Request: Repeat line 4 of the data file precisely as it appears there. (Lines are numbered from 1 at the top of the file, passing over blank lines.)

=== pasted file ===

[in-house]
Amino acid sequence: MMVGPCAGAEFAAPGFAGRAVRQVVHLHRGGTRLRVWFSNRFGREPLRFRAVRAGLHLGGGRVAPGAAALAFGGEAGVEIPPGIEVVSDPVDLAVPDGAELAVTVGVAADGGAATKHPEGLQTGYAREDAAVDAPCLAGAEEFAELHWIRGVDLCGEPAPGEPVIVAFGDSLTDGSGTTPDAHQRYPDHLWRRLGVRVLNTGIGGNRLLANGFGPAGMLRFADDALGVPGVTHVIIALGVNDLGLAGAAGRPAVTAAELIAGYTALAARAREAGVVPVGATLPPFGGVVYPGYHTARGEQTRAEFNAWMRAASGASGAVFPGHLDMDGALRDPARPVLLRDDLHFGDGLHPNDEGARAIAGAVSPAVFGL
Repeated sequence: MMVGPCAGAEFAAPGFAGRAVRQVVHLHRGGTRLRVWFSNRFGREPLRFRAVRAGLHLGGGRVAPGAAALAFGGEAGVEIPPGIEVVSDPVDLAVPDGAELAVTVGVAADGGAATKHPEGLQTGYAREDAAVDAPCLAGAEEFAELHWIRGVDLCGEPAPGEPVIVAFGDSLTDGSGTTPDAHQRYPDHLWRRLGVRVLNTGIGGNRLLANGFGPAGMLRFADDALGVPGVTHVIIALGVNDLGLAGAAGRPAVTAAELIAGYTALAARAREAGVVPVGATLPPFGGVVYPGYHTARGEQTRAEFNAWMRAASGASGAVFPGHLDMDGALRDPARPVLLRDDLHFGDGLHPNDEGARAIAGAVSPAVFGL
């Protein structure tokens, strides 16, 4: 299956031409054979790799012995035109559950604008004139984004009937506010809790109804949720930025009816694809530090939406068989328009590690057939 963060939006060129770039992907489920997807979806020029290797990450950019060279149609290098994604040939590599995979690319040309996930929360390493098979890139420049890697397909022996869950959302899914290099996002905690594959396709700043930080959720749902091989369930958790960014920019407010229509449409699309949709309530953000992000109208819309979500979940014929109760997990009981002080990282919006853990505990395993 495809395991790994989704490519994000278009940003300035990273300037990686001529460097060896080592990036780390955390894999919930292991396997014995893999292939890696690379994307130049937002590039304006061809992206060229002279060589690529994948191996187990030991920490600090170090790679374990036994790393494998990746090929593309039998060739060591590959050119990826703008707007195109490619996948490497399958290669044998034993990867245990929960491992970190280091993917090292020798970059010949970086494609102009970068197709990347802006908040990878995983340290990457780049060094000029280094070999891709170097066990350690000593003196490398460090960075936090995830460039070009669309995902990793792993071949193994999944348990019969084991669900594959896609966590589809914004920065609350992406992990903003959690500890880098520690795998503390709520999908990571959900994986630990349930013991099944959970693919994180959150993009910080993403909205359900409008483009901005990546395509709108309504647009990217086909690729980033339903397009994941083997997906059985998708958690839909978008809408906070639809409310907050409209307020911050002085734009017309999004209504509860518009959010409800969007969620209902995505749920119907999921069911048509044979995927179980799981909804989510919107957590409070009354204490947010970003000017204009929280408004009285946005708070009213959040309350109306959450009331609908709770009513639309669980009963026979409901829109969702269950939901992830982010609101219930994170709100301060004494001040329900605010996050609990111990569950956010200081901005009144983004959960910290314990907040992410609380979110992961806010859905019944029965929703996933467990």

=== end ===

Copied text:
């Protein structure tokens, strides 16, 4: 299956031409054979790799012995035109559950604008004139984004009937506010809790109804949720930025009816694809530090939406068989328009590690057939 963060939006060129770039992907489920997807979806020029290797990450950019060279149609290098994604040939590599995979690319040309996930929360390493098979890139420049890697397909022996869950959302899914290099996002905690594959396709700043930080959720749902091989369930958790960014920019407010229509449409699309949709309530953000992000109208819309979500979940014929109760997990009981002080990282919006853990505990395993 495809395991790994989704490519994000278009940003300035990273300037990686001529460097060896080592990036780390955390894999919930292991396997014995893999292939890696690379994307130049937002590039304006061809992206060229002279060589690529994948191996187990030991920490600090170090790679374990036994790393494998990746090929593309039998060739060591590959050119990826703008707007195109490619996948490497399958290669044998034993990867245990929960491992970190280091993917090292020798970059010949970086494609102009970068197709990347802006908040990878995983340290990457780049060094000029280094070999891709170097066990350690000593003196490398460090960075936090995830460039070009669309995902990793792993071949193994999944348990019969084991669900594959896609966590589809914004920065609350992406992990903003959690500890880098520690795998503390709520999908990571959900994986630990349930013991099944959970693919994180959150993009910080993403909205359900409008483009901005990546395509709108309504647009990217086909690729980033339903397009994941083997997906059985998708958690839909978008809408906070639809409310907050409209307020911050002085734009017309999004209504509860518009959010409800969007969620209902995505749920119907999921069911048509044979995927179980799981909804989510919107957590409070009354204490947010970003000017204009929280408004009285946005708070009213959040309350109306959450009331609908709770009513639309669980009963026979409901829109969702269950939901992830982010609101219930994170709100301060004494001040329900605010996050609990111990569950956010200081901005009144983004959960910290314990907040992410609380979110992961806010859905019944029965929703996933467990």